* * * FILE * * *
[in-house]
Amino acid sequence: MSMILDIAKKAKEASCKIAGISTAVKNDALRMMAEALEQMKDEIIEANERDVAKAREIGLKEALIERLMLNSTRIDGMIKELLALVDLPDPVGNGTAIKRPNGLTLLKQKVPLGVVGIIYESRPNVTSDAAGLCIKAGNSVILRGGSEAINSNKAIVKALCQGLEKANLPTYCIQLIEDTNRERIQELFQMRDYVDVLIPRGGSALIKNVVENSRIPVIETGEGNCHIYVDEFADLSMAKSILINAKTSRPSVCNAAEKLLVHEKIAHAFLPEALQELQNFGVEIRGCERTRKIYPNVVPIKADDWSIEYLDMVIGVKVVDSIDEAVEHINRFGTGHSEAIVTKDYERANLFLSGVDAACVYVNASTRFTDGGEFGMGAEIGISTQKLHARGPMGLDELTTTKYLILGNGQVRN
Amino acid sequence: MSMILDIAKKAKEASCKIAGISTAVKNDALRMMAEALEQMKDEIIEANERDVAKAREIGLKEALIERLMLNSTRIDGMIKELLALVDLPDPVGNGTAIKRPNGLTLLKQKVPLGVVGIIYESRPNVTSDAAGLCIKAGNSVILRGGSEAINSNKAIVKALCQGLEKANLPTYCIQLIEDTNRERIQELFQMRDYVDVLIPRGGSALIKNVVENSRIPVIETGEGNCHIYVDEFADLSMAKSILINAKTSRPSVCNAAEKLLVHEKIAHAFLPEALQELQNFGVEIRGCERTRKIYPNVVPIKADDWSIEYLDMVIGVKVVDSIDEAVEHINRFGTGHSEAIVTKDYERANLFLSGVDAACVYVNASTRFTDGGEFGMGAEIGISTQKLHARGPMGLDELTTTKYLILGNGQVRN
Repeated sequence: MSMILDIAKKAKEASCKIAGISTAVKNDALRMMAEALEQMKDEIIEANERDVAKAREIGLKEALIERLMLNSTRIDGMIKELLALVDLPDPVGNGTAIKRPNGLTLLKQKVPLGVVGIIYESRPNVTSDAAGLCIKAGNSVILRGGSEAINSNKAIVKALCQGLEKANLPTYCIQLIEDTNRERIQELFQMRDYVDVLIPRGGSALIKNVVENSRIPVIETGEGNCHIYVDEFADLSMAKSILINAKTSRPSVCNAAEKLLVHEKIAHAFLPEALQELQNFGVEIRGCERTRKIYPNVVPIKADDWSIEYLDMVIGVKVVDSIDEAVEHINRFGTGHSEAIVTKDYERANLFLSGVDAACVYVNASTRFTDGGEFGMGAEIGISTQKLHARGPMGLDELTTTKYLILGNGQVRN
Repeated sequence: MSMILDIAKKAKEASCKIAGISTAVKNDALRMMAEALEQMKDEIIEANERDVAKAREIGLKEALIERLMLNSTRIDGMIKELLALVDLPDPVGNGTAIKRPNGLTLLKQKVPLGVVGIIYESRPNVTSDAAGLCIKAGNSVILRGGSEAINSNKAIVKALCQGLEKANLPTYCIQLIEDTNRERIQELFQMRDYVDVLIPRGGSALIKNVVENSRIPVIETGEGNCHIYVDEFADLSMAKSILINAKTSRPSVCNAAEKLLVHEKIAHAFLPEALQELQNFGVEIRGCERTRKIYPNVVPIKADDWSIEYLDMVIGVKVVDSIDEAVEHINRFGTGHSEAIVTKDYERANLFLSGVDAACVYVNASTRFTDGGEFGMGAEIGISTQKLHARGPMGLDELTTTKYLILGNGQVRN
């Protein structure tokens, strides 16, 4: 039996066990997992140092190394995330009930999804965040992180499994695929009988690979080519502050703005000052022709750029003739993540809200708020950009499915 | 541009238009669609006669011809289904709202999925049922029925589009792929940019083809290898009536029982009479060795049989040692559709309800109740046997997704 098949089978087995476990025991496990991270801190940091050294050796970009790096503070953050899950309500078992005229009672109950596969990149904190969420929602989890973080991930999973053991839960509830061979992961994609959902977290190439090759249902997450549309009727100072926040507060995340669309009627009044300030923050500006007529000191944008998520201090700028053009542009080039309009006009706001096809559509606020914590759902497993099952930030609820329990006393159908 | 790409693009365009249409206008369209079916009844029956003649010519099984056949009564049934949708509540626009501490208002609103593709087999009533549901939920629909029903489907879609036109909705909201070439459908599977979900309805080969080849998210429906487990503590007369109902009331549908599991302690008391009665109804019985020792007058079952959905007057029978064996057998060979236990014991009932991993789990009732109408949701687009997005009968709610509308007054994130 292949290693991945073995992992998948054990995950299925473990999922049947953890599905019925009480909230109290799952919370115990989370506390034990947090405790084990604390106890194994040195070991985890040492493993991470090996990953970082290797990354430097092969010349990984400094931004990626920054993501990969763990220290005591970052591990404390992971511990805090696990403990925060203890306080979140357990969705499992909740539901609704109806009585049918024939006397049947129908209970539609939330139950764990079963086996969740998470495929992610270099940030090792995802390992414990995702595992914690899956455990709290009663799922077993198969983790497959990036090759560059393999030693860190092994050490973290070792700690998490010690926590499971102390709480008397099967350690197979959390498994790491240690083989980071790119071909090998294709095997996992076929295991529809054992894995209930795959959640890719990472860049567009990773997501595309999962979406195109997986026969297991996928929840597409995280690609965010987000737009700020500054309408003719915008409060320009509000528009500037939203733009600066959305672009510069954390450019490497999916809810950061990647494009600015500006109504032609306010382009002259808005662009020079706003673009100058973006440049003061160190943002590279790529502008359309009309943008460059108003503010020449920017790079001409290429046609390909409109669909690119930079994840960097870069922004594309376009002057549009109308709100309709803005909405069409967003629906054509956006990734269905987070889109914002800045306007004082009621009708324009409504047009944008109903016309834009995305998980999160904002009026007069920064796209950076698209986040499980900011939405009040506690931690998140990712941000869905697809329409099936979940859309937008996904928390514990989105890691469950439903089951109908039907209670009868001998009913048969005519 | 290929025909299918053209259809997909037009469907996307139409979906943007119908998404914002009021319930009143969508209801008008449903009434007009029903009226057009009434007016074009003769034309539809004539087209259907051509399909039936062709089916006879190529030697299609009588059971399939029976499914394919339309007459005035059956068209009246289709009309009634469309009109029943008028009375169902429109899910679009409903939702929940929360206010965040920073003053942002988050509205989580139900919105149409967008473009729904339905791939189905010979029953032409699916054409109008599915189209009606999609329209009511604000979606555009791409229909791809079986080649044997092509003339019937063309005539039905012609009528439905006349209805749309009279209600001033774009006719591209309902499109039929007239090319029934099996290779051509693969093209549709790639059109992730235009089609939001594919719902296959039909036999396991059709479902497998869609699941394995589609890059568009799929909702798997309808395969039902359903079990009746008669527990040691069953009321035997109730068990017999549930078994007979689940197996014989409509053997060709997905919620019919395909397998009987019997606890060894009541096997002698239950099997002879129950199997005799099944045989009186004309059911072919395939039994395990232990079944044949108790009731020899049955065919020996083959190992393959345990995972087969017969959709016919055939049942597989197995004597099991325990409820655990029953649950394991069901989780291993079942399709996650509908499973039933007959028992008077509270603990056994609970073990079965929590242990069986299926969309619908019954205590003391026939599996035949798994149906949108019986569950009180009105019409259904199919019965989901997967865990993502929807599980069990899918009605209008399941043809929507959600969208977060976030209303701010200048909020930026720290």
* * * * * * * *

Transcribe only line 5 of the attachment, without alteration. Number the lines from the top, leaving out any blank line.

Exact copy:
Repeated sequence: MSMILDIAKKAKEASCKIAGISTAVKNDALRMMAEALEQMKDEIIEANERDVAKAREIGLKEALIERLMLNSTRIDGMIKELLALVDLPDPVGNGTAIKRPNGLTLLKQKVPLGVVGIIYESRPNVTSDAAGLCIKAGNSVILRGGSEAINSNKAIVKALCQGLEKANLPTYCIQLIEDTNRERIQELFQMRDYVDVLIPRGGSALIKNVVENSRIPVIETGEGNCHIYVDEFADLSMAKSILINAKTSRPSVCNAAEKLLVHEKIAHAFLPEALQELQNFGVEIRGCERTRKIYPNVVPIKADDWSIEYLDMVIGVKVVDSIDEAVEHINRFGTGHSEAIVTKDYERANLFLSGVDAACVYVNASTRFTDGGEFGMGAEIGISTQKLHARGPMGLDELTTTKYLILGNGQVRN